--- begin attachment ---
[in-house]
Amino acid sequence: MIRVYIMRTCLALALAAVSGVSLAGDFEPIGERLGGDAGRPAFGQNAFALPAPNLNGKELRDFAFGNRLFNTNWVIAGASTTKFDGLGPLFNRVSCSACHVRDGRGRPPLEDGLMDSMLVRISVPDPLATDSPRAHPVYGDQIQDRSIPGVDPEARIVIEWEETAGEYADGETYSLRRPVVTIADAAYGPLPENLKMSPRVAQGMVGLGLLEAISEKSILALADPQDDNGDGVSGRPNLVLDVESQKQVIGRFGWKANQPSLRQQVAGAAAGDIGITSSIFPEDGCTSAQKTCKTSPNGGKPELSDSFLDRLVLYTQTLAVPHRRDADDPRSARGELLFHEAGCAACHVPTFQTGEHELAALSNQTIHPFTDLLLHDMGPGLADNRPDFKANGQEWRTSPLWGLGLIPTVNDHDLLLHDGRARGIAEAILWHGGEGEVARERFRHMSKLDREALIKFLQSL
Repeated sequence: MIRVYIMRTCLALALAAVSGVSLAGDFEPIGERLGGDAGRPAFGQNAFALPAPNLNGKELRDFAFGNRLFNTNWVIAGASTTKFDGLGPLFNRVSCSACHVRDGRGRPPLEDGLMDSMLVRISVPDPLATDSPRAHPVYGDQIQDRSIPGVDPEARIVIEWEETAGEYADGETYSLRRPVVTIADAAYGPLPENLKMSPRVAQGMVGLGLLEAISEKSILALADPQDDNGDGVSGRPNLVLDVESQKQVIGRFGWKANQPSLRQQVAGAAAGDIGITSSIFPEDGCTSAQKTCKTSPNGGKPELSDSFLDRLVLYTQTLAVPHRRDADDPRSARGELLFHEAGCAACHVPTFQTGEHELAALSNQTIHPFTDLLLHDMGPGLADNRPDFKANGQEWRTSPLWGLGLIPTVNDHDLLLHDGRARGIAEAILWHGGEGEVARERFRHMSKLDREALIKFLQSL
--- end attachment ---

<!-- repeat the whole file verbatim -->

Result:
[in-house]
Amino acid sequence: MIRVYIMRTCLALALAAVSGVSLAGDFEPIGERLGGDAGRPAFGQNAFALPAPNLNGKELRDFAFGNRLFNTNWVIAGASTTKFDGLGPLFNRVSCSACHVRDGRGRPPLEDGLMDSMLVRISVPDPLATDSPRAHPVYGDQIQDRSIPGVDPEARIVIEWEETAGEYADGETYSLRRPVVTIADAAYGPLPENLKMSPRVAQGMVGLGLLEAISEKSILALADPQDDNGDGVSGRPNLVLDVESQKQVIGRFGWKANQPSLRQQVAGAAAGDIGITSSIFPEDGCTSAQKTCKTSPNGGKPELSDSFLDRLVLYTQTLAVPHRRDADDPRSARGELLFHEAGCAACHVPTFQTGEHELAALSNQTIHPFTDLLLHDMGPGLADNRPDFKANGQEWRTSPLWGLGLIPTVNDHDLLLHDGRARGIAEAILWHGGEGEVARERFRHMSKLDREALIKFLQSL
Repeated sequence: MIRVYIMRTCLALALAAVSGVSLAGDFEPIGERLGGDAGRPAFGQNAFALPAPNLNGKELRDFAFGNRLFNTNWVIAGASTTKFDGLGPLFNRVSCSACHVRDGRGRPPLEDGLMDSMLVRISVPDPLATDSPRAHPVYGDQIQDRSIPGVDPEARIVIEWEETAGEYADGETYSLRRPVVTIADAAYGPLPENLKMSPRVAQGMVGLGLLEAISEKSILALADPQDDNGDGVSGRPNLVLDVESQKQVIGRFGWKANQPSLRQQVAGAAAGDIGITSSIFPEDGCTSAQKTCKTSPNGGKPELSDSFLDRLVLYTQTLAVPHRRDADDPRSARGELLFHEAGCAACHVPTFQTGEHELAALSNQTIHPFTDLLLHDMGPGLADNRPDFKANGQEWRTSPLWGLGLIPTVNDHDLLLHDGRARGIAEAILWHGGEGEVARERFRHMSKLDREALIKFLQSL